As a boy I loved to run just for the sheer animal pleasure of it. There was something magical about moving my body – the feet flying, the churning of the legs, the pumping of the heart, and the rapid breathing – that was immensely appealing to me. I had always been a walker and running became for me a natural extension of this form of exercise.

As a young man with all the usual pressures and deadlines brought on by too much work, running became a release. By removing the stagnant air from my lungs and by focusing on the present moment, I experienced a life-enhancing feeling of true freedom. Oddly enough, the exertion of moving fast gave way to relaxation once the run for the day ended.

As a middle-aged man, my running shifted to the treadmill in our home. This regular form of exercise was transformed into spiritual practice. I picked up some helpful material from Roger D. Joslin's Running the Sacred Path. Here are a few practices I adapted:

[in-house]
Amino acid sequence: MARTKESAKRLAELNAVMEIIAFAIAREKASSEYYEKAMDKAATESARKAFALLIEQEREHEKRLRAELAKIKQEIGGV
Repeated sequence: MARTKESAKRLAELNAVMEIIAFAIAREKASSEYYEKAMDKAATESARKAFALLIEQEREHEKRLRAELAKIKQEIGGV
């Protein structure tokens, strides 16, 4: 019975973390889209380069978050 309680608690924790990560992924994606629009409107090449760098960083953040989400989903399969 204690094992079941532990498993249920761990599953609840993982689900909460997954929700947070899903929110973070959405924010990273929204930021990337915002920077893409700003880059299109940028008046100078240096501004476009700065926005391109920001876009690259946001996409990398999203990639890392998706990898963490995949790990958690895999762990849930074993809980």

• Prepare mindfully for your run as you put on your socks and shoes.
  • Stretch before you run, focusing your attention on each muscle. Ask God to bless your time and bring strength and renewal to your body and mind.
  • Give thanks for your feet and all the things they make possible in your days and doings.
  • Use music to lift your spirits and bring even more elation to your running experience.
  • Spend the last part of your run opening to the Divine presence.

I no longer run, having shifted to regular walks around the city and on the treadmill, but I feel that I have made the most of this sacred experience. It has been a spiritual teacher for me over the years.

George Sheehan, a writer, doctor, and philosopher, once stated: "Running is not a religion, it is a place." I rejoice in the place that running gave me to see and feel God more clearly and to connect with my body and my innermost being.

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